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Diversity? This work has been published in the Teen Ink monthly print magazine.

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     Writing Prompt: Please write about how we can make the world better using attributes from our high school.



Through the looking glass, our school appears idyllic. It boasts students and faculty of varying cultures, gender, race, age, sexual orientation and financial status. In addition, we have above-average SAT scores, an acclaimed magnet program with award-winning publications, and a multi-million dollar renovation that is the new pride of the school. But things are not always as they seem.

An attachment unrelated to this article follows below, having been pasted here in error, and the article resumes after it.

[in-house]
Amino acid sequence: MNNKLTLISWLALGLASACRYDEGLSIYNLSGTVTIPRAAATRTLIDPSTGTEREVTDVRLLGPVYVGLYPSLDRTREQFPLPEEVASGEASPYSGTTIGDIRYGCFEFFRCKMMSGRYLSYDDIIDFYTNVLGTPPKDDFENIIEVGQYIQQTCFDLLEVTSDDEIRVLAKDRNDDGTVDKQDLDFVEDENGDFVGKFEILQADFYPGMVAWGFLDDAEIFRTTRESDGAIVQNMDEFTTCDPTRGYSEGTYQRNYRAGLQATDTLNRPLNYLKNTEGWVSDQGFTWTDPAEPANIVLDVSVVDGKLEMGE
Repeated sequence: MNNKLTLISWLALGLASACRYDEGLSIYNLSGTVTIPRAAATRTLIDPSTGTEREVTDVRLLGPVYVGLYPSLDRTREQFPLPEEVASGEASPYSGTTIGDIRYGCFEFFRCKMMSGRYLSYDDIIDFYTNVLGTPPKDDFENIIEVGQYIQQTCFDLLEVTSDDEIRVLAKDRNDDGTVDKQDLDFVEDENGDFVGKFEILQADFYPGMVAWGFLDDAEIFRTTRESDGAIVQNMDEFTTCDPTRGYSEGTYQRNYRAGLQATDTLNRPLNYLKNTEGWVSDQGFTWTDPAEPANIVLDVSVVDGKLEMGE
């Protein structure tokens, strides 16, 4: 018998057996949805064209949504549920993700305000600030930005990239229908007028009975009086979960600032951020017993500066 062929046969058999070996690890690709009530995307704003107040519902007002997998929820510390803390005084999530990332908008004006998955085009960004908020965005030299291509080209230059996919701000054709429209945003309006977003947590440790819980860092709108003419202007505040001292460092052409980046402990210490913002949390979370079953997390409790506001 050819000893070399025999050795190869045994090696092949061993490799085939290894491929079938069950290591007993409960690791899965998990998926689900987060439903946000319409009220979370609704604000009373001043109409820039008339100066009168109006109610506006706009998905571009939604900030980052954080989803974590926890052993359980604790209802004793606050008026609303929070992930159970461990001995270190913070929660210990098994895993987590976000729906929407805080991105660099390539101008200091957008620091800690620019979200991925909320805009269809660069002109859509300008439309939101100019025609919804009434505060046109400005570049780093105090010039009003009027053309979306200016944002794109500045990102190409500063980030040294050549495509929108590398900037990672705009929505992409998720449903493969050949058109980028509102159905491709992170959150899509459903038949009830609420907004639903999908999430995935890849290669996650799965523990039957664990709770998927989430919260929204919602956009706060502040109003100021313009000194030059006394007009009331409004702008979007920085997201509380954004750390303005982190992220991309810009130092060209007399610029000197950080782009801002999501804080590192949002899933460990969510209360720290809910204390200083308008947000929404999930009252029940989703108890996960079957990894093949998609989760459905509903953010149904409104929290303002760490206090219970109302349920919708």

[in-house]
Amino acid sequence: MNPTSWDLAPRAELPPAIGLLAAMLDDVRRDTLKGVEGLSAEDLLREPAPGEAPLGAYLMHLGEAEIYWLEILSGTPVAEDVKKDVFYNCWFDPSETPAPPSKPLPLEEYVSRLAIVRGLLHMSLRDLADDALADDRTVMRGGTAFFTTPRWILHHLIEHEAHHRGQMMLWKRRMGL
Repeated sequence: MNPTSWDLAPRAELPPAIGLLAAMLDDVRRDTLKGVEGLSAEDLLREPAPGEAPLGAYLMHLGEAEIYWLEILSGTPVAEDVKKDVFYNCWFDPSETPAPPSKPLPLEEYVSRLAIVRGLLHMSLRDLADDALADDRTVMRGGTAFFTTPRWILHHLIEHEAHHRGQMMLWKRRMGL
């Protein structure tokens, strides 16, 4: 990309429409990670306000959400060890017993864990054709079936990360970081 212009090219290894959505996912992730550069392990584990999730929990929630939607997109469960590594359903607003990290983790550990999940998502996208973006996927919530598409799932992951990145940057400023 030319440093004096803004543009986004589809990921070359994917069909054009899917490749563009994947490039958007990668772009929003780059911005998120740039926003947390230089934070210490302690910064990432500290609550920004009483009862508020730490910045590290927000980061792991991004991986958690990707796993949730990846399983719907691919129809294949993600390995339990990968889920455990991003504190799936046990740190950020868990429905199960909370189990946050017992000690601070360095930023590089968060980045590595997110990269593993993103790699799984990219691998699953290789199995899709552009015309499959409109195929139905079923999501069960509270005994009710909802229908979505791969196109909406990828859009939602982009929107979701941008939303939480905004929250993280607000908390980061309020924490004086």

Come with me, set your mind at ease. You are an honorary junior now. You wait in famine, insides itching from hunger. Waiting. Waiting. Waiting for the bell to ring that signals lunch period. There it is, finally. You race outside and the sun’s resplendent rays greet you. The warm air gently gnaws at your finger tips. Will you consume your food in the courtyard? Yes, you decide, making your way down the new steps. But what an atrocious sight greets you! Only one race, Caucasian, stands before you. What happened to diversity? One race does not suit this definition, perhaps what you are searching for is in the cafeteria. You open the door. Is this what you were looking for? Yes, you think, now this is diversity. But, looking closely you see African Americans sitting with African Americans, Caucasians with Caucasians, Asians with Asians - you realize only five or six individuals are conversing with students of other races. Even after lunch the social standards remain constant. Well, your optimistic mind decides, perhaps all is well if, within the races, there is acceptance.